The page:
Schlumberger Heir Is Selling a Rothko That's So Good It ‘Floats’

(Bloomberg) -- Mark Rothko’s “Untitled (Rust, Blacks on Plum)” is headed to auction next month and could fetch as much as $45 million.

Architect Francois de Menil, an heir to the Schlumberger oil fortune, and his wife Susan, are the sellers. The painting will be among the stars of Christie’s evening sale of postwar and contemporary art on Nov. 15, joining a parade of trophies that include the late “Si" Newhouse’s Francis Bacon and Joe Lewis’s David Hockney, estimated at $80 million.

Schlumberger Heir Is Selling a Rothko That's So Good It ‘Floats’

Rothko painted the dark 5-by-5-foot square in 1962, following his Seagram murals and before the Rothko Chapel commission. It depicts two black rectangles and a reddish one on an electric-purple background.

“There are good Rothkos and there are great Rothkos,” said Alex Rotter, Christie’s chairman of postwar and contemporary art. “This Rothko floats.”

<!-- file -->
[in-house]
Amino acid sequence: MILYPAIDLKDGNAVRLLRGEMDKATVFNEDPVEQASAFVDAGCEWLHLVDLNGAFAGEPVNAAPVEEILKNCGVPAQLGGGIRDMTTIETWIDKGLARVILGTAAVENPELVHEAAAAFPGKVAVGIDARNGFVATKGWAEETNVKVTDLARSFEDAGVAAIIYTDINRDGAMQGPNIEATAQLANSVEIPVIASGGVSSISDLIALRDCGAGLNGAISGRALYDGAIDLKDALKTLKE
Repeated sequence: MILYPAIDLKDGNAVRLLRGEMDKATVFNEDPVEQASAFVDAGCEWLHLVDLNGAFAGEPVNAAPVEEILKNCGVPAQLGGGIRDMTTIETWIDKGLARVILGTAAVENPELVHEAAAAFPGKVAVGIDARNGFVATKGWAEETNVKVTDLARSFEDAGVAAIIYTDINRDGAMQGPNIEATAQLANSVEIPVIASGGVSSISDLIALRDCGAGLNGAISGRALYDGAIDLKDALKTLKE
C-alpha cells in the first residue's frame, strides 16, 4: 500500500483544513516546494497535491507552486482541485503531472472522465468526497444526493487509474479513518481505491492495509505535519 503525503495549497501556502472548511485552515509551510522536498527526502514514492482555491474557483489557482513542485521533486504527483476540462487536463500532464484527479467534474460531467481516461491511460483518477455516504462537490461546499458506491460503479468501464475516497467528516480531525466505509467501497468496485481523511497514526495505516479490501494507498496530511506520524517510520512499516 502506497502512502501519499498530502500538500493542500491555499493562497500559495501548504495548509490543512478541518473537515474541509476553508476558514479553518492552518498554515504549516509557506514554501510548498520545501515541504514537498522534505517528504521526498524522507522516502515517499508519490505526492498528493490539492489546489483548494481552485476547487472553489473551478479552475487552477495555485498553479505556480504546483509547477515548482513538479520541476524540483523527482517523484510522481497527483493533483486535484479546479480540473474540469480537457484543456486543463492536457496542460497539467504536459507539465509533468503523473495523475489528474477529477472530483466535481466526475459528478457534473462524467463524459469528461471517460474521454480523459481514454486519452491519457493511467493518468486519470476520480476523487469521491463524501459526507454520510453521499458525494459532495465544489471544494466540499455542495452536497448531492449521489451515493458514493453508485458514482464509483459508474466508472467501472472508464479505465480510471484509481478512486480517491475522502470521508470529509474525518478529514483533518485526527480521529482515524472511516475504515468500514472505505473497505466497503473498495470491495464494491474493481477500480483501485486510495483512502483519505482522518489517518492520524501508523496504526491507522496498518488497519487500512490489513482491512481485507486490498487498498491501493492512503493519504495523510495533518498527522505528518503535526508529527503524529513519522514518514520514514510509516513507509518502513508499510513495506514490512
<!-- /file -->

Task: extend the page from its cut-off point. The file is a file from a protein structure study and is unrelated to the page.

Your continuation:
Francois de Menil is a grandson of Conrad Schlumberger, one of two brothers who in 1926 founded what’s now the world’s leading oil services provider. His parents, Dominique and John de Menil, were art patrons who founded the Rothko Chapel and the Menil Collection in Houston. Their holdings were so vast and eclectic that the New York Times described the family as the Medici of Modern Art.

Francois bought the painting in 1979 from the Pace Gallery, a decade after it had caught the eye of his mother.

Dominique had selected it for inclusion in a 1967 exhibition after spotting it in Rothko’s studio three years earlier. At that time, she frequently visited the artist to discuss his commission for a non-denominational chapel built specifically for his 14 paintings.

Rothko’s paintings have become among the most sought-after by collectors. The artist’s auction record is $86.9 million, set in 2012. Still, annual auction sales for the artist dropped 76 percent last year from the peak of $249.2 million in 2014, according to

The de Menils are also selling four works by Joseph Cornell, including a 1942 shadow box, “Untitled (Medici Slot Machine),” estimated at about $5 million.

Schlumberger Heir Is Selling a Rothko That's So Good It ‘Floats’

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